Additionally, Revolution-era Americans feared that alliances between church and state would make the state an intermediary between the individual and God. The state or the state-established church could “speak in God’s name and could mobilize the force of law to enforce religious creeds.” Churches risked “becoming tools of the state rather than of salvation, favoring the affairs of this world over the next world.”

If 790 is written into law, what’s to stop public resources from being used to enforce religious creeds in public schools? That’s what religiously-based private schools are for — providing an education that is in accordance with one’s private religious beliefs. What’s to stop religion from becoming a tool of the state? It’s already being used as a tool in a petty government fight over a monument.

Professor Neem and the Revolution-era Americans agree: “The principle behind religious freedom was always to ensure that individuals could follow the dictates of their own conscience.”

Their OWN conscience. Not the collectively imposed state’s or church’s conscience. To conclude: there is a REASON that we keep this stuff separated. I know there are Christians who would use that public funding for charity and other noble missions. However, as with any religion, that also allows ample opportunity for those with less than noble purposes to abuse their power — religious affiliates and state representatives alike. It allows ample opportunity for the corruption of both institutions.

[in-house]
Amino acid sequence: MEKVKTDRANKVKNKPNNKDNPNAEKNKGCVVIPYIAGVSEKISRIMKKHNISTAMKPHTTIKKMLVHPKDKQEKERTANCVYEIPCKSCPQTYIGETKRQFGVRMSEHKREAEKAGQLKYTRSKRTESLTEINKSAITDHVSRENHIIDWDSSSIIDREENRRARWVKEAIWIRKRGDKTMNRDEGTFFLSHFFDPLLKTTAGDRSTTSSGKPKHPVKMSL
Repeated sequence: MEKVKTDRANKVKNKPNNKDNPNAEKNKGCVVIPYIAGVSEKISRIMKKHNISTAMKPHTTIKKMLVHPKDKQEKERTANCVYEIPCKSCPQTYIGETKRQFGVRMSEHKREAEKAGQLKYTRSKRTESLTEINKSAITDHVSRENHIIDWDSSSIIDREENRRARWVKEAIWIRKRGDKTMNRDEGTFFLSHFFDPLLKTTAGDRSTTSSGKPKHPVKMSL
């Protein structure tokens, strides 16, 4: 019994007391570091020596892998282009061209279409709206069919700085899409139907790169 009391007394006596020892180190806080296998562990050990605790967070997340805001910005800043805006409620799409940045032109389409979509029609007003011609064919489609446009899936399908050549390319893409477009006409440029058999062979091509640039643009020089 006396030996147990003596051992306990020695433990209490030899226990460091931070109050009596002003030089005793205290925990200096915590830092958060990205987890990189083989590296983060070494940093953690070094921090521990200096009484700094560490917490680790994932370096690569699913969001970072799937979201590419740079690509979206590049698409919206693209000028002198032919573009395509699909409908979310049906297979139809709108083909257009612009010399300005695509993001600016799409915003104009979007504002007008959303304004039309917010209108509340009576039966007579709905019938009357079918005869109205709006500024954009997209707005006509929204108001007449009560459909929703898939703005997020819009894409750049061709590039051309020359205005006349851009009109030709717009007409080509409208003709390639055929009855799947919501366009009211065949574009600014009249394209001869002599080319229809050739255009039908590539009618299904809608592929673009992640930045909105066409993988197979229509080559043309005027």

I have the utmost respect for religion. I have respect for Christianity. But anytime it or any other religious sect is allowed to affiliate itself with government resources, it unfairly implicates the democratic process and the use of those public resources.

And to be honest, I’d really hate to see one of our major freedoms go to hell over a statue.

Post Author: tucollegian